What is known about directionality of interspecies horizontal gene transfer between pneumococci and other Mitis group streptococcal species has shown that most observed transfer has been from commensal species donors to pneumococcal recipients (Dowson et al., 1993; Sibold et al., 1994; Kilian et al., 2014). Much of this directionality has been shown through sequences of resistance-conferring PBP gene alleles, which invariably reveal that resistant pneumococcal clinical and carriage isolates contain PBP gene sequences that had their origins within non-pneumococcal Mitis group streptococci that are generally either S. mitis or S. oralis (Dowson et al., 1993; Sibold et al., 1994). This could be causally related to the higher abundance and longer carriage duration of commensal Mitis group species within the human host compared to pneumococcal strains, providing a vast commensal Mitis group donor gene pool. While we believe that it would not be surprising if non-pneumococcal species have been the source of individual serotype-specific cps genes (Kilian et al., 2014), we believe that it is presently difficult to formally prove their origins based upon the paucity of individual sequenced serotype-specific alleles from commensal species. There is a very high level of genetic diversity observed between the non-pneumococcal species and/or strains carrying cps5-like loci [the 4 strains (3 species) described in this work and the type 5 S. oralis genome from Skov Sørensen et al., 2016] and cps1 loci [3 unrelated clones (5 isolates) of S. mitis described by Lessa et al., 2018]. In view of present available data, serotype 1 and serotype 5 specific genes may well have been transferred from pneumococci to Mitis group species, or even have been derived from an undiscovered or extinct species (Lessa et al., 2018). In pneumococci, two of the three key PBP genes closely flank the cps locus. Therefore, it is not surprising that pbp2x and pbp1a alleles have often been found to be co-transferred during recombinational cps locus replacement events (Brueggemann et al., 2007; Wyres et al., 2013; Metcalf et al., 2016b; Beall et al., 2018). In general, however, the intraspecies conservation of pneumococci cps loci combined with the relative conservation of non-PBP genes flanking pneumococcal cps loci transferred during serotype-switch events (unpublished and GenBank data) seems to indicate that commensal species rarely serve as genetic donors of cps loci found within disease-causing pneumococcal strains.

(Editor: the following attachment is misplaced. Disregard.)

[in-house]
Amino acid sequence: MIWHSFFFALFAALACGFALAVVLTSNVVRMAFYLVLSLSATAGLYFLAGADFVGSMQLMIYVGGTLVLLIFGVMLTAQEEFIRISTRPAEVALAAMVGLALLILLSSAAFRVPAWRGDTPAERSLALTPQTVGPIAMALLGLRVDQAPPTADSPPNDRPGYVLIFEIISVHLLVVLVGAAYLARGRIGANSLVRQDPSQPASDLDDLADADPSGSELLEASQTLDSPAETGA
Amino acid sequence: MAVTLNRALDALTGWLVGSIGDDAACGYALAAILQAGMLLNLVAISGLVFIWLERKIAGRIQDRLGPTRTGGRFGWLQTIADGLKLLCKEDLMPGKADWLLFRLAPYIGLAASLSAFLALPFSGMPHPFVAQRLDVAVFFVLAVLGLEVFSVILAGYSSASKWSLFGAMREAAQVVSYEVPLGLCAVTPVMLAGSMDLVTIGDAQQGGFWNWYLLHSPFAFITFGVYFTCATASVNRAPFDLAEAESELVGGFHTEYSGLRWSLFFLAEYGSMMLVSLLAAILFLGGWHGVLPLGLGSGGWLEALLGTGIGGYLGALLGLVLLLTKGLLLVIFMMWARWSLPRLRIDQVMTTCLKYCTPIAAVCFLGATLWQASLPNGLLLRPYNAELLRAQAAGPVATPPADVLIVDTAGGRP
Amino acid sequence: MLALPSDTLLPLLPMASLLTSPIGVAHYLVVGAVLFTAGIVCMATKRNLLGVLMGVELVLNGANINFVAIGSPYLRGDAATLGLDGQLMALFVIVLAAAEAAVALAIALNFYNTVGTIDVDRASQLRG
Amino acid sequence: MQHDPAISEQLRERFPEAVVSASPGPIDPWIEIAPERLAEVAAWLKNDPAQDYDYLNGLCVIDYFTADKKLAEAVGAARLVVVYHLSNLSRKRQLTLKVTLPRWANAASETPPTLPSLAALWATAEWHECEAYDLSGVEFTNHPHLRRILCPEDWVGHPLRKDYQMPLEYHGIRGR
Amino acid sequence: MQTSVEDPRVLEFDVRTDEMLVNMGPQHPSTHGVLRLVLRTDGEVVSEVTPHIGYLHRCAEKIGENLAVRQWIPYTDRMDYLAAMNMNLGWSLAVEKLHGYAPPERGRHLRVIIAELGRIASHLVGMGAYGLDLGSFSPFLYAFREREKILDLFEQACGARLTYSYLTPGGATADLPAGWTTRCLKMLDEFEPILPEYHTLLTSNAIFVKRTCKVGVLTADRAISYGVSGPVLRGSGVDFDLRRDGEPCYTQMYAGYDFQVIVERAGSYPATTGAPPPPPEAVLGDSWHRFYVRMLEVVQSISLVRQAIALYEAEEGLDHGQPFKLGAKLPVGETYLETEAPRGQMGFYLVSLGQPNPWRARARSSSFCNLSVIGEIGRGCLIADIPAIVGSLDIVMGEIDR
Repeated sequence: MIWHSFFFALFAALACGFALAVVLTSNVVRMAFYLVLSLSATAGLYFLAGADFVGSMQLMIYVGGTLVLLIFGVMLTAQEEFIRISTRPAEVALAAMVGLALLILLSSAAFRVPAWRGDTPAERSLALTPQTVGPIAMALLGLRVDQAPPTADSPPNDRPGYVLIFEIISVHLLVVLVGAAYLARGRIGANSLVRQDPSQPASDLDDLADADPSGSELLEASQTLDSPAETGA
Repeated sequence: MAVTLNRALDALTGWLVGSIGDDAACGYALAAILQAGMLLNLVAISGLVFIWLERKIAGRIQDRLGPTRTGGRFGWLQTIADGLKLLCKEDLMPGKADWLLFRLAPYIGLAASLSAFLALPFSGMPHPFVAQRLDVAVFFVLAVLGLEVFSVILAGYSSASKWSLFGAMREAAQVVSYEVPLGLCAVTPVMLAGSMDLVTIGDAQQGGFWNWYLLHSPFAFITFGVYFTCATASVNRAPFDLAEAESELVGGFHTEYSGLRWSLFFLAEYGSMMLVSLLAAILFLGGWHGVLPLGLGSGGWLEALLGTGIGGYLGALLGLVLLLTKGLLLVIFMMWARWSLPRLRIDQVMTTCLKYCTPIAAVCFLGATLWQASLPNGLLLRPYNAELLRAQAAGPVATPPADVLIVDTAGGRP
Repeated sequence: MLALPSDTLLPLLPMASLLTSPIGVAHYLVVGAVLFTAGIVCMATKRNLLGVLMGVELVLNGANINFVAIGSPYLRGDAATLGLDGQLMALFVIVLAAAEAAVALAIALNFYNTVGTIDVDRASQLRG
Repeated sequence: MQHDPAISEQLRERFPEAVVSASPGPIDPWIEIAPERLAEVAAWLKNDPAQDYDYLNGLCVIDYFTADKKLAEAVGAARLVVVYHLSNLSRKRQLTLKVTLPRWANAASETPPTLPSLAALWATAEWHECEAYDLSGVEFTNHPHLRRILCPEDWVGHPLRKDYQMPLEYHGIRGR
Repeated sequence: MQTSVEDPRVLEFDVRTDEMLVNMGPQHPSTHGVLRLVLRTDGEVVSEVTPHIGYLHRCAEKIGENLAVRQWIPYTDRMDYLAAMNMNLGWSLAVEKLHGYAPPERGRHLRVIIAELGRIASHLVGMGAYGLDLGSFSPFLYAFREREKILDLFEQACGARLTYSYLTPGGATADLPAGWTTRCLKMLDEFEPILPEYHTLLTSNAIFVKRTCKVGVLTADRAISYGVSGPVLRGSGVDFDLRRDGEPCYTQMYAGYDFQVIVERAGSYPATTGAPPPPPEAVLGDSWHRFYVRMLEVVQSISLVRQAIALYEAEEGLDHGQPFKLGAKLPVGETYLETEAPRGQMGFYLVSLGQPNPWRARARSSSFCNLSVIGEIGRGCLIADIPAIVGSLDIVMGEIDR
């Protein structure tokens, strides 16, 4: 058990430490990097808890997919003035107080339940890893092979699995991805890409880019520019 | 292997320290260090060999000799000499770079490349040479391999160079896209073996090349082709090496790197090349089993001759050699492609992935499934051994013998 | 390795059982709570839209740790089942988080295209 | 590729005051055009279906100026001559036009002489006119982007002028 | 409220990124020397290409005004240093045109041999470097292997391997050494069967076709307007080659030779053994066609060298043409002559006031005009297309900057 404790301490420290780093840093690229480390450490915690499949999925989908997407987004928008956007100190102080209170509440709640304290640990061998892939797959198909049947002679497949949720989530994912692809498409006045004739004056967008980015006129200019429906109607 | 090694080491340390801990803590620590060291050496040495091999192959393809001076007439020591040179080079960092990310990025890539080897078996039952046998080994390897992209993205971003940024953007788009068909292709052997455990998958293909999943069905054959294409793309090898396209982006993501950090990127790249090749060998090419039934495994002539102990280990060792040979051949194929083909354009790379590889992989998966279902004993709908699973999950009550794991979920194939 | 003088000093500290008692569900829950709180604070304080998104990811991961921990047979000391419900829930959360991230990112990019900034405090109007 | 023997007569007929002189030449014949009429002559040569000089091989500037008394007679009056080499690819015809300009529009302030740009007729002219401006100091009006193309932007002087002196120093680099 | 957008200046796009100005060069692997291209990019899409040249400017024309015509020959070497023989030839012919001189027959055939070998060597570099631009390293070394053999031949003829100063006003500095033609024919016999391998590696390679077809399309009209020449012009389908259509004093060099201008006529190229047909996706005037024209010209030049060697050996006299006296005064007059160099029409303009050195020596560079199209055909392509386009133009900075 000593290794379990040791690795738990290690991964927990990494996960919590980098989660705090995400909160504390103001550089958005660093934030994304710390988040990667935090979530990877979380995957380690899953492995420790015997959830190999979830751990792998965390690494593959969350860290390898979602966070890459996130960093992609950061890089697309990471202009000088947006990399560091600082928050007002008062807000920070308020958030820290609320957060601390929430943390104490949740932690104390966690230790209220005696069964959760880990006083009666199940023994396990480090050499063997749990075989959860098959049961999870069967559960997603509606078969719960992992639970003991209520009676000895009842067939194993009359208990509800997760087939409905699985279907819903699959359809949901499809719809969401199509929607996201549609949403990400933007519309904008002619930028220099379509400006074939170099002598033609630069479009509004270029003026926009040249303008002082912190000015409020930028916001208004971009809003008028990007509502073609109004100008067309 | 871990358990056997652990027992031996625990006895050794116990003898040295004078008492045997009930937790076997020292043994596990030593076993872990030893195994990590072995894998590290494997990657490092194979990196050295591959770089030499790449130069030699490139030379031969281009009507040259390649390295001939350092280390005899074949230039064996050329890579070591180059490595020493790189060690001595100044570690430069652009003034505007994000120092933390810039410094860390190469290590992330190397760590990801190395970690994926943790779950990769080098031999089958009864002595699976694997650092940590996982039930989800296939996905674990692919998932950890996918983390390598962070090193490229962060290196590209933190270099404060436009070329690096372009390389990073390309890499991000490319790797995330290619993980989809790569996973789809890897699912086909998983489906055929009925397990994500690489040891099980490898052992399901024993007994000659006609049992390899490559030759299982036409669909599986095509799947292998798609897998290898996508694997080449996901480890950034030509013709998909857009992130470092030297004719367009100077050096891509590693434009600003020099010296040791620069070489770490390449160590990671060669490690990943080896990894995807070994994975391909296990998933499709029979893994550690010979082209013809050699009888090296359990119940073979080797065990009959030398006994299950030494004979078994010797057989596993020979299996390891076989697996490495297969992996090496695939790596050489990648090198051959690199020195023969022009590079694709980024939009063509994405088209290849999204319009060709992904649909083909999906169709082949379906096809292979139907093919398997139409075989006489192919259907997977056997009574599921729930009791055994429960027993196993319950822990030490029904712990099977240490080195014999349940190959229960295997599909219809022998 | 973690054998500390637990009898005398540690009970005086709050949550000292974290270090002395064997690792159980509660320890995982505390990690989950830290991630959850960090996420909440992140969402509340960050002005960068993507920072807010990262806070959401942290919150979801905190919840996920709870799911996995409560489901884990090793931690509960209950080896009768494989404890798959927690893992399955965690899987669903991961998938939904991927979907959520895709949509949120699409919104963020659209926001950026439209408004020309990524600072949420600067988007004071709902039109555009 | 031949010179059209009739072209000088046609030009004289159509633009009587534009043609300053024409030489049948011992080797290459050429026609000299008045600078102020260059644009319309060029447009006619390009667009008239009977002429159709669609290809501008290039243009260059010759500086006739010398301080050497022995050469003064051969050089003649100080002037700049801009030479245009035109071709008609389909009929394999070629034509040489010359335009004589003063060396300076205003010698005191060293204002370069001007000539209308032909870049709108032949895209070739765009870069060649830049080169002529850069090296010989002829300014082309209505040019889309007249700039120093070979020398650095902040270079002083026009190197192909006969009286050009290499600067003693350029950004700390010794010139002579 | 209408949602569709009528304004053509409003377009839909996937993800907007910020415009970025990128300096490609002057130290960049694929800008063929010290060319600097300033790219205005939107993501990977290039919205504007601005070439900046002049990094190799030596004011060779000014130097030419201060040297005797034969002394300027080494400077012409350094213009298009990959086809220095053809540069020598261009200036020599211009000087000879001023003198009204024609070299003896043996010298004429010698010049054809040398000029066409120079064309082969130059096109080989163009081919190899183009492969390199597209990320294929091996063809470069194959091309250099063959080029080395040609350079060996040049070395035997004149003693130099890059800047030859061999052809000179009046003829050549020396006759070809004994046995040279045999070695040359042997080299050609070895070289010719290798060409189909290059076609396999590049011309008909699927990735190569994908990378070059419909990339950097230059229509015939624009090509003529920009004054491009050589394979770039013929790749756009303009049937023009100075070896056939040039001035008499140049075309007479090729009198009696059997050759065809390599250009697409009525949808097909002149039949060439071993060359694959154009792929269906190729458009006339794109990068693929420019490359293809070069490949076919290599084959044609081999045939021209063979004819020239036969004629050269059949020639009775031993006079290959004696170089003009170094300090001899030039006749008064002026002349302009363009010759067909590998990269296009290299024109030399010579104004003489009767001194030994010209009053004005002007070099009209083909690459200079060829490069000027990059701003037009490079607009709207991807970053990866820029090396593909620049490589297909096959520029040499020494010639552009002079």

From recent observations (Carvalho et al., 2013; Skov Sørensen et al., 2016; Lessa et al., 2018) and what we have observed here from a limited sampling of recently isolated naturally occurring commensal streptococci, the extent of highly conserved capsular biosynthetic loci shared between the global pathogen S. pneumoniae and other related members of the streptococcal Mitis group is far-reaching. Conjugate vaccines targeting pneumococcal serotypes decreases colonization of vaccine serotype pneumococci in the upper respiratory tract, and studies indicate that pneumococci have decreased expression of capsule during carriage relative to infection (Hammerschmidt et al., 2005). Very little is known regarding the extent of expression of capsular polysaccharides by related non-pneumococcal species. Serotype 5 invasive disease has been rare in the United States even before the introduction of conjugate vaccines (Pilishvili et al., 2010). The relative rarity of pneumococcal type 5 strains in previous carriage studies undertaken in Kenya (Conklin et al., 2016) and in the United States (Sharma et al., 2013; Desai et al., 2015), could be reflective of cross-species immunity conferred through the expression of capsule from commonly carried commensal serotype 5 strains of at least three different species in the upper respiratory tract. This possibility is speculative and requires additional studies, including those that assess specific immunologic responses from carriers of serotype 5 commensal streptococci. There are other potential reasons for the scarcity of serotype 1 and 5 strains causing disease within the past several decades. Pneumococci of both serotypes 1 and 5 are quite clonally restricted and are generally susceptible to antimicrobial agents, with extreme susceptibility to beta lactam antibiotics. It is possible that the broad usage of penicillin and other antibiotics in the later part of the 20th century played significant roles in the marked decrease of both serotypes, both of which were responsible for a heavy disease burden in the United States earlier in the century (Heffron and Varley, 1932). The five serotype 1 and three of the serotype 5 non-pneumococcal strains examined here had more resistance determinants and higher MICs to different antibiotics than typical pneumococcal isolates of these same serotypes recovered from different geographic regions (Hausdorff, 2007; Romney et al., 2008; Balicer et al., 2010; Metcalf et al., 2016a; Tomczyk et al., 2016). These resistance features, including higher MICs to beta lactams, are likely to provide an advantage for their persistence within the upper respiratory tract carriage reservoir relative to pneumococcal strains of these same serotypes.